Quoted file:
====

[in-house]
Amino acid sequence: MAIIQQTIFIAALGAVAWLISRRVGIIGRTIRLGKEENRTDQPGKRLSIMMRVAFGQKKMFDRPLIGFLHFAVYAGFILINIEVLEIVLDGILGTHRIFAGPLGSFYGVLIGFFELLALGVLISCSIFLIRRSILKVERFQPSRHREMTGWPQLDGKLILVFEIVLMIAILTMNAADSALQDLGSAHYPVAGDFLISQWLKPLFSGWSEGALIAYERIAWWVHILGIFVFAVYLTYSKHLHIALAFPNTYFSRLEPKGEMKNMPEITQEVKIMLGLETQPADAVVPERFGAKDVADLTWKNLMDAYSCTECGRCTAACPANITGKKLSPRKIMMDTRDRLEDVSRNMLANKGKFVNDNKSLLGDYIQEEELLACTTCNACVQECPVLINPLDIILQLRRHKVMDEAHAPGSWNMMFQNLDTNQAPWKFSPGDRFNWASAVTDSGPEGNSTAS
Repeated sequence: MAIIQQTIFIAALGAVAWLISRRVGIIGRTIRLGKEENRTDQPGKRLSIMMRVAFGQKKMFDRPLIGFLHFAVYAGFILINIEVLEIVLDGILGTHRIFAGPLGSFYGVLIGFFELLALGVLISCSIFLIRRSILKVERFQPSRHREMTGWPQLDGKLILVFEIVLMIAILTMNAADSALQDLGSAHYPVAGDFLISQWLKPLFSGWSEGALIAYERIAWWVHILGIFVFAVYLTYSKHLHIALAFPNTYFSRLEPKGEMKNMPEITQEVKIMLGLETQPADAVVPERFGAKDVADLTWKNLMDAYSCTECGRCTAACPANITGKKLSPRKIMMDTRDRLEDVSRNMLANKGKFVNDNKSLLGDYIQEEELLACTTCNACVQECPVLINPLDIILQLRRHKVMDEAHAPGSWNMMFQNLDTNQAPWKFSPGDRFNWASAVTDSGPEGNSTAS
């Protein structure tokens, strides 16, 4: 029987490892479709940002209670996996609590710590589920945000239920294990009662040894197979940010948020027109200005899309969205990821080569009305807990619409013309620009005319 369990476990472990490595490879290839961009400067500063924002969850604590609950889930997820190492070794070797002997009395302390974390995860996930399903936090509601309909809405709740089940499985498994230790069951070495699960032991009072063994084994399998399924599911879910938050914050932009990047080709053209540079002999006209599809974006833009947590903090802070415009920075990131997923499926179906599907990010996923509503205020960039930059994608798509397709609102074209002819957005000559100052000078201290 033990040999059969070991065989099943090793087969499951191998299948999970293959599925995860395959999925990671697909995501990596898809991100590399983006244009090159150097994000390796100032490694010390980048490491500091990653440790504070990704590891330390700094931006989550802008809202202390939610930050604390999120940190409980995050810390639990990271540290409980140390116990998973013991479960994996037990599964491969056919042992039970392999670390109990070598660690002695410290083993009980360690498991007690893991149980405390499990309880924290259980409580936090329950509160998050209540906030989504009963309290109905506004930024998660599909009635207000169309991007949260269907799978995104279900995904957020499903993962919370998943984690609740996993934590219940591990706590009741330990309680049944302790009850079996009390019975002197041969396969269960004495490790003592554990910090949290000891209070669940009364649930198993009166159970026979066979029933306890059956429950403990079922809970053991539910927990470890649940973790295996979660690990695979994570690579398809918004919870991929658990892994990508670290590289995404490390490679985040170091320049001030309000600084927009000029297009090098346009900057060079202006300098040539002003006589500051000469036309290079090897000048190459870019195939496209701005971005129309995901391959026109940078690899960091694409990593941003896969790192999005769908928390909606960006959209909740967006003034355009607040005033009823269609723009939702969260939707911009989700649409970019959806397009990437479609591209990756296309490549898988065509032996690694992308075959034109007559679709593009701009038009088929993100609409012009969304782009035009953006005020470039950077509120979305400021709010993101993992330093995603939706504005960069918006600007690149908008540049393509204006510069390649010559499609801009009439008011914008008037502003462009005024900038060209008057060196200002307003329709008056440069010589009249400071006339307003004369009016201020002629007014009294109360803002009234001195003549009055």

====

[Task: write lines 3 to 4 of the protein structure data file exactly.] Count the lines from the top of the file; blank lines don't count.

Repeated sequence: MAIIQQTIFIAALGAVAWLISRRVGIIGRTIRLGKEENRTDQPGKRLSIMMRVAFGQKKMFDRPLIGFLHFAVYAGFILINIEVLEIVLDGILGTHRIFAGPLGSFYGVLIGFFELLALGVLISCSIFLIRRSILKVERFQPSRHREMTGWPQLDGKLILVFEIVLMIAILTMNAADSALQDLGSAHYPVAGDFLISQWLKPLFSGWSEGALIAYERIAWWVHILGIFVFAVYLTYSKHLHIALAFPNTYFSRLEPKGEMKNMPEITQEVKIMLGLETQPADAVVPERFGAKDVADLTWKNLMDAYSCTECGRCTAACPANITGKKLSPRKIMMDTRDRLEDVSRNMLANKGKFVNDNKSLLGDYIQEEELLACTTCNACVQECPVLINPLDIILQLRRHKVMDEAHAPGSWNMMFQNLDTNQAPWKFSPGDRFNWASAVTDSGPEGNSTAS
């Protein structure tokens, strides 16, 4: 029987490892479709940002209670996996609590710590589920945000239920294990009662040894197979940010948020027109200005899309969205990821080569009305807990619409013309620009005319 369990476990472990490595490879290839961009400067500063924002969850604590609950889930997820190492070794070797002997009395302390974390995860996930399903936090509601309909809405709740089940499985498994230790069951070495699960032991009072063994084994399998399924599911879910938050914050932009990047080709053209540079002999006209599809974006833009947590903090802070415009920075990131997923499926179906599907990010996923509503205020960039930059994608798509397709609102074209002819957005000559100052000078201290 033990040999059969070991065989099943090793087969499951191998299948999970293959599925995860395959999925990671697909995501990596898809991100590399983006244009090159150097994000390796100032490694010390980048490491500091990653440790504070990704590891330390700094931006989550802008809202202390939610930050604390999120940190409980995050810390639990990271540290409980140390116990998973013991479960994996037990599964491969056919042992039970392999670390109990070598660690002695410290083993009980360690498991007690893991149980405390499990309880924290259980409580936090329950509160998050209540906030989504009963309290109905506004930024998660599909009635207000169309991007949260269907799978995104279900995904957020499903993962919370998943984690609740996993934590219940591990706590009741330990309680049944302790009850079996009390019975002197041969396969269960004495490790003592554990910090949290000891209070669940009364649930198993009166159970026979066979029933306890059956429950403990079922809970053991539910927990470890649940973790295996979660690990695979994570690579398809918004919870991929658990892994990508670290590289995404490390490679985040170091320049001030309000600084927009000029297009090098346009900057060079202006300098040539002003006589500051000469036309290079090897000048190459870019195939496209701005971005129309995901391959026109940078690899960091694409990593941003896969790192999005769908928390909606960006959209909740967006003034355009607040005033009823269609723009939702969260939707911009989700649409970019959806397009990437479609591209990756296309490549898988065509032996690694992308075959034109007559679709593009701009038009088929993100609409012009969304782009035009953006005020470039950077509120979305400021709010993101993992330093995603939706504005960069918006600007690149908008540049393509204006510069390649010559499609801009009439008011914008008037502003462009005024900038060209008057060196200002307003329709008056440069010589009249400071006339307003004369009016201020002629007014009294109360803002009234001195003549009055």